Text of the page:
I. The manner in which He illustrated to them his promised salvation—

Our first parents, feeling in themselves the sad effects of their fall, “sewed fig-leaves together and made themselves aprons,” or rather, twined together the tender branches of the fig-tree for girdles. But God was pleased to clothe them in another manner, even with the skins of beasts; and thus to direct their attention to,

1. The blood of atonement—

[We are not expressly told, that the animals which were slain on this occasion were offered in sacrifice; but if we duly weigh the reasons for believing that God ordered them to be slain for this purpose, we can scarcely entertain any doubt upon the subject.

In the first place, we may be sure that the offering of sacrifices was not an institution of man’s device; and that, if it were, it could not be pleasing and acceptable to God. How could it enter into the mind of man to imagine, that the blood of a beast could make any satisfaction to God for sin? What connexion is there between the blood of a beast and the sin of man? There was much more reason to think that God would be displeased with the unauthorized destruction of his creatures, than that he would be so pleased with it as to forgive the iniquities of mankind on account of it. Moreover, had not God himself enjoined this method of propitiating his anger, we cannot doubt but that he would have answered the presumptuous offerer, as he did the Jews, “Who hath required this at your hands [Note: Isaiah 1:12.] ?” But we know that when a bleeding sacrifice was offered to him by Abel, he testified his acceptance of it in a visible manner, probably by sending fire from heaven to consume it. We cannot doubt, therefore, but that the institution of sacrifices was of divine appointment.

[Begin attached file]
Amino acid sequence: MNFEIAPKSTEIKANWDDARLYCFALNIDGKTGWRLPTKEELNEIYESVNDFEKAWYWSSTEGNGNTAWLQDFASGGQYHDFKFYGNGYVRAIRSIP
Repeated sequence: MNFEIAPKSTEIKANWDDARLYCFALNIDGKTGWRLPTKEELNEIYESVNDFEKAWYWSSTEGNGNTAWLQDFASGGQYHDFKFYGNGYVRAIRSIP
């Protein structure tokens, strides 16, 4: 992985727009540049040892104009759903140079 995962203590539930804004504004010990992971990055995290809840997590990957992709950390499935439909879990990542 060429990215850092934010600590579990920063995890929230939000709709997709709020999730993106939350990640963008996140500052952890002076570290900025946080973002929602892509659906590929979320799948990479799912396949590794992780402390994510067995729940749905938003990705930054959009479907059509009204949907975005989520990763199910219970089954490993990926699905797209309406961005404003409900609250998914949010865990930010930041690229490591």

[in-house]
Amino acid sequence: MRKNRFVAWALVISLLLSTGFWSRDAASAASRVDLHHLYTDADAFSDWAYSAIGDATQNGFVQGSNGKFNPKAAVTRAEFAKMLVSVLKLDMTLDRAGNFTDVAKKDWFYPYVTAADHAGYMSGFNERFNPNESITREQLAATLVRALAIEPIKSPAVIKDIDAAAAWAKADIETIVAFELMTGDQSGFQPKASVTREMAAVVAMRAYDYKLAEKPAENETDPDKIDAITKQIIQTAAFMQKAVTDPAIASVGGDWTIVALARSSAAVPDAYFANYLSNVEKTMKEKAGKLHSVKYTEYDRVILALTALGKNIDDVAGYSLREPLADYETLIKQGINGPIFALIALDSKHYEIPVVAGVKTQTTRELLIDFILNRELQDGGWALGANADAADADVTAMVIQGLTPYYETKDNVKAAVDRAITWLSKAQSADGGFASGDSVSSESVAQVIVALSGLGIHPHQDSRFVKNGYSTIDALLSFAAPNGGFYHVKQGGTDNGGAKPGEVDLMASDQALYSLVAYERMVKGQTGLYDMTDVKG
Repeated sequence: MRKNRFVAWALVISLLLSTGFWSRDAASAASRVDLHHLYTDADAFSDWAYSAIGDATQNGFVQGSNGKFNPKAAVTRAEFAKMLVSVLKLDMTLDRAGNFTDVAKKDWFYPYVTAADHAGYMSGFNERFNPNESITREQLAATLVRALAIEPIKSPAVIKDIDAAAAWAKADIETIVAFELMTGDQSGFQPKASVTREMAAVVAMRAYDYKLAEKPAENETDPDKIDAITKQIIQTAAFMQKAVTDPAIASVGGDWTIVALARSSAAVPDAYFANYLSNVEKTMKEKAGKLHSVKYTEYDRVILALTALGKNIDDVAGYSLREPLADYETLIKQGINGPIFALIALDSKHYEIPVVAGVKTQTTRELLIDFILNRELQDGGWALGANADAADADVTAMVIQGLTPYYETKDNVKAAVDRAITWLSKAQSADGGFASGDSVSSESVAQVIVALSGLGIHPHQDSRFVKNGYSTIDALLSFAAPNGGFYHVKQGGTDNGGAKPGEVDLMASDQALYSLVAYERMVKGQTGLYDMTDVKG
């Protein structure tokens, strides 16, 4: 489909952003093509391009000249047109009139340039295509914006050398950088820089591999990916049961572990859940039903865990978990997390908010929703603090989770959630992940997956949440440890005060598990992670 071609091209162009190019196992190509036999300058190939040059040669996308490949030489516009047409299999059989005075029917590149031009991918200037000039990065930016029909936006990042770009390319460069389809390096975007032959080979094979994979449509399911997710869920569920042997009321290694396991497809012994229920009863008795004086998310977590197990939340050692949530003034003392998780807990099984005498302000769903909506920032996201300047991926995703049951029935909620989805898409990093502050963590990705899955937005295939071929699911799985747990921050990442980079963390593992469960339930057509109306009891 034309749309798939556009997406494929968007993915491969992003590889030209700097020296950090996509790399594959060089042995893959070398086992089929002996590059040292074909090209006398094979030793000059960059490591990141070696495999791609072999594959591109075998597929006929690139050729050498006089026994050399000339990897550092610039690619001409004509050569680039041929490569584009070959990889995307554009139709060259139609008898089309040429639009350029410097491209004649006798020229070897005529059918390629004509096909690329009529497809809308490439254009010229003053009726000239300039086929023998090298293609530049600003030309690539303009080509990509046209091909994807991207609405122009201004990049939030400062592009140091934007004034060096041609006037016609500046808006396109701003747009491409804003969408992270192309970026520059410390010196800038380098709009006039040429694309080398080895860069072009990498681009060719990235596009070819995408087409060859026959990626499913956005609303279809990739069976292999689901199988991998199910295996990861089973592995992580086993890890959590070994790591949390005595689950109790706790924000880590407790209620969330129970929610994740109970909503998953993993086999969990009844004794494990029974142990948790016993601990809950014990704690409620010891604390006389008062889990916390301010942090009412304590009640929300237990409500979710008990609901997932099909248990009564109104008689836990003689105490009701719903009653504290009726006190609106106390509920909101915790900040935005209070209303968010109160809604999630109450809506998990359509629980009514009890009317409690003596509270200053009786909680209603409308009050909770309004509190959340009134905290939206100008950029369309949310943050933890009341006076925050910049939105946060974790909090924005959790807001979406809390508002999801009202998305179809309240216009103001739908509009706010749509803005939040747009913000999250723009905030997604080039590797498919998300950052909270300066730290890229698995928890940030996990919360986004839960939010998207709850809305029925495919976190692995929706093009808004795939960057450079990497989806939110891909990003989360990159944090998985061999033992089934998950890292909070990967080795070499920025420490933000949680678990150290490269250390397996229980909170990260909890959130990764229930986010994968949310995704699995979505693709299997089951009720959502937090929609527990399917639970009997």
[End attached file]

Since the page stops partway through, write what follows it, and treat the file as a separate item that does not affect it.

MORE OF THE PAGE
In the next place, if sacrifices were not now instituted, we can scarcely account for the slaughtering of the animals, and much less for God’s direction respecting it. It is thought indeed by some, that the flesh was given to our first parents for food: but this seems very improbable, because God told Adam at this very time, that he should henceforth subsist, not upon the fruits of the garden as before, but on “the herb of the field,” which should be produced only by constant and laborious cultivation [Note: Genesis 3:18-19.]. Nor was it till after the flood that God gave to man the liberty of eating the flesh of animals [Note: Genesis 9:3.]. Hence, if the animals were not offered to God in sacrifice, they were killed merely for their skins, which seems to be by no means an adequate reason for God’s interposition. On the contrary, if they were by God’s commandment offered in sacrifice, we see, what we are in no other place informed of, the origin of the institution; and at the same time we behold abundant reason for God’s special interference. We see what instruction and consolation our first parents must derive from such an ordinance: for while they beheld their own desert in the agonies and death of an unoffending creature, they must be encouraged to look forward to that Seed of the Woman, who was in due time to offer himself a sacrifice for the sins of the whole world.

We cannot doubt therefore but that this was the time when sacrifices were instituted; and that, as they were appointed of God to prefigure the great sacrifice, they were enjoined at this time for the express purpose of directing the views of fallen man to that atonement which Christ should afterwards offer to God upon the cross. In this sense, as well as in the divine purpose, may Christ be called, “The Lamb of God slain from the foundation of the world [Note: Revelation 13:8.].”]